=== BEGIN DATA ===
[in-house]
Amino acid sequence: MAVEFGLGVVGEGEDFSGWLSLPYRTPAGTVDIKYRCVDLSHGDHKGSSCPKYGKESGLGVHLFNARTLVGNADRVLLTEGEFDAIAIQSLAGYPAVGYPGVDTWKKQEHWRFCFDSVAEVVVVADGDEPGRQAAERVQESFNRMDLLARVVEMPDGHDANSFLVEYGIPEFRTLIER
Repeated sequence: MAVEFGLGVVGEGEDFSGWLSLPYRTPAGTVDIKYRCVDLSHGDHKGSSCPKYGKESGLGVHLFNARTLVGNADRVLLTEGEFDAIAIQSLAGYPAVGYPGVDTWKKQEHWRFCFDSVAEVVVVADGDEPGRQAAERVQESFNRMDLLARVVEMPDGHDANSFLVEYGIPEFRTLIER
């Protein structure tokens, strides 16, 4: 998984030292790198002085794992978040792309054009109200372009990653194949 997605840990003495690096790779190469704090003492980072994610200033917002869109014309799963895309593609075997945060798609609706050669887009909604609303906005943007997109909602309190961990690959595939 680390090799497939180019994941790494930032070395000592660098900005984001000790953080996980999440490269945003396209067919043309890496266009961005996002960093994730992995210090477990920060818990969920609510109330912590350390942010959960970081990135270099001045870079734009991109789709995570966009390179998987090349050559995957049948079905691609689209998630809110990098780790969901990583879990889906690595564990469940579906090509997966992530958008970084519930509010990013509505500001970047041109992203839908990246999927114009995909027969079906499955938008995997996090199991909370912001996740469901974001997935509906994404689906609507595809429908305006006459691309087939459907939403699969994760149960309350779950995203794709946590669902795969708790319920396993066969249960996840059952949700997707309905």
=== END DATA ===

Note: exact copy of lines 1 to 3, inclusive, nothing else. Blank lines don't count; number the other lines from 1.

[in-house]
Amino acid sequence: MAVEFGLGVVGEGEDFSGWLSLPYRTPAGTVDIKYRCVDLSHGDHKGSSCPKYGKESGLGVHLFNARTLVGNADRVLLTEGEFDAIAIQSLAGYPAVGYPGVDTWKKQEHWRFCFDSVAEVVVVADGDEPGRQAAERVQESFNRMDLLARVVEMPDGHDANSFLVEYGIPEFRTLIER
Repeated sequence: MAVEFGLGVVGEGEDFSGWLSLPYRTPAGTVDIKYRCVDLSHGDHKGSSCPKYGKESGLGVHLFNARTLVGNADRVLLTEGEFDAIAIQSLAGYPAVGYPGVDTWKKQEHWRFCFDSVAEVVVVADGDEPGRQAAERVQESFNRMDLLARVVEMPDGHDANSFLVEYGIPEFRTLIER